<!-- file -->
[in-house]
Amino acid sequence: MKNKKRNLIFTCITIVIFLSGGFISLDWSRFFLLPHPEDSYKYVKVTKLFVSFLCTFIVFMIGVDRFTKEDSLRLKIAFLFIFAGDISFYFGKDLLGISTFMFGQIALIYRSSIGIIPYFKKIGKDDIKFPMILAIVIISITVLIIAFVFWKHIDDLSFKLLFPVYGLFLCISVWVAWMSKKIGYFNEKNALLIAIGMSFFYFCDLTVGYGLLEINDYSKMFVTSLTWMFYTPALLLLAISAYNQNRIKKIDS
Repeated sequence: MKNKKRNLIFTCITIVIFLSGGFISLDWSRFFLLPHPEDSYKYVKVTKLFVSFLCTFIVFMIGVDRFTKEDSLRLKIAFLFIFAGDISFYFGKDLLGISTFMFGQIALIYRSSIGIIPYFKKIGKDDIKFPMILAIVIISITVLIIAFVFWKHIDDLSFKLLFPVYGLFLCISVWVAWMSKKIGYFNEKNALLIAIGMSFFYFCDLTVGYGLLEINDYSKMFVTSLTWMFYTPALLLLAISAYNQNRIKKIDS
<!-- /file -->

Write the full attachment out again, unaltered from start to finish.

[in-house]
Amino acid sequence: MKNKKRNLIFTCITIVIFLSGGFISLDWSRFFLLPHPEDSYKYVKVTKLFVSFLCTFIVFMIGVDRFTKEDSLRLKIAFLFIFAGDISFYFGKDLLGISTFMFGQIALIYRSSIGIIPYFKKIGKDDIKFPMILAIVIISITVLIIAFVFWKHIDDLSFKLLFPVYGLFLCISVWVAWMSKKIGYFNEKNALLIAIGMSFFYFCDLTVGYGLLEINDYSKMFVTSLTWMFYTPALLLLAISAYNQNRIKKIDS
Repeated sequence: MKNKKRNLIFTCITIVIFLSGGFISLDWSRFFLLPHPEDSYKYVKVTKLFVSFLCTFIVFMIGVDRFTKEDSLRLKIAFLFIFAGDISFYFGKDLLGISTFMFGQIALIYRSSIGIIPYFKKIGKDDIKFPMILAIVIISITVLIIAFVFWKHIDDLSFKLLFPVYGLFLCISVWVAWMSKKIGYFNEKNALLIAIGMSFFYFCDLTVGYGLLEINDYSKMFVTSLTWMFYTPALLLLAISAYNQNRIKKIDS